End-to-end Differentiable Proving

Part of Advances in Neural Information Processing Systems 30 (NIPS 2017)

Bibtex Metadata Paper Reviews Supplemental


Tim Rocktäschel, Sebastian Riedel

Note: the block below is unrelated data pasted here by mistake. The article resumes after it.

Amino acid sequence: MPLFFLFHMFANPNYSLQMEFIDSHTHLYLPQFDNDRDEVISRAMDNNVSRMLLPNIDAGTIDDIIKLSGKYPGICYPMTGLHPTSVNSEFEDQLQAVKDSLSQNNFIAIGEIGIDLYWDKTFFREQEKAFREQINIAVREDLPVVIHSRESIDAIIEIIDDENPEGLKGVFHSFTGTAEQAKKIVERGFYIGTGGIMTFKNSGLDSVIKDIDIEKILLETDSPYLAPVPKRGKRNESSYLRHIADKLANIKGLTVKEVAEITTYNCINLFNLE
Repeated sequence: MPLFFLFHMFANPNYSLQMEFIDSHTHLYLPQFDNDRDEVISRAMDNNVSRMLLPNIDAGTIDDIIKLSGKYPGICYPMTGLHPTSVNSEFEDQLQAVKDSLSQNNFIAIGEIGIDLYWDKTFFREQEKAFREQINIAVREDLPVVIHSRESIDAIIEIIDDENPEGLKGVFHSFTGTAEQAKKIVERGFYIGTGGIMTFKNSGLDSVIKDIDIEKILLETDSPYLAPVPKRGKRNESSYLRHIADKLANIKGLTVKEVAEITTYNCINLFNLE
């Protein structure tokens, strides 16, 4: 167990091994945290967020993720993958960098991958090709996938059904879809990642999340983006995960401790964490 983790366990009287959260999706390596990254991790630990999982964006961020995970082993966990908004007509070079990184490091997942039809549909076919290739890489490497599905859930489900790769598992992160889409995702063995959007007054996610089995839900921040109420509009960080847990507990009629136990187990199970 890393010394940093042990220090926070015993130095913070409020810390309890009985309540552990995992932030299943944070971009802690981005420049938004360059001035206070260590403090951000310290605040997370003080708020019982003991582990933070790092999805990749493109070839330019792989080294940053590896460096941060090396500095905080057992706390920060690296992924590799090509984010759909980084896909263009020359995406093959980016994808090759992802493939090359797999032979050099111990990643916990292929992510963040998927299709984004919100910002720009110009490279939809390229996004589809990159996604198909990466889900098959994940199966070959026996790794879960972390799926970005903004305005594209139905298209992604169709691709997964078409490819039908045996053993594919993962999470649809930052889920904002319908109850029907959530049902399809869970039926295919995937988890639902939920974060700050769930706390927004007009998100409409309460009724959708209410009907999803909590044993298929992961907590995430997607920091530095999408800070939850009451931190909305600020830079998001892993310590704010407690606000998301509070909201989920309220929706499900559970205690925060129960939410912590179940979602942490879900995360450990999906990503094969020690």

We introduce deep neural networks for end-to-end differentiable theorem proving that operate on dense vector representations of symbols. These neural networks are recursively constructed by following the backward chaining algorithm as used in Prolog. Specifically, we replace symbolic unification with a differentiable computation on vector representations of symbols using a radial basis function kernel, thereby combining symbolic reasoning with learning subsymbolic vector representations. The resulting neural network can be trained to infer facts from a given incomplete knowledge base using gradient descent. By doing so, it learns to (i) place representations of similar symbols in close proximity in a vector space, (ii) make use of such similarities to prove facts, (iii) induce logical rules, and (iv) it can use provided and induced logical rules for complex multi-hop reasoning. On four benchmark knowledge bases we demonstrate that this architecture outperforms ComplEx, a state-of-the-art neural link prediction model, while at the same time inducing interpretable function-free first-order logic rules.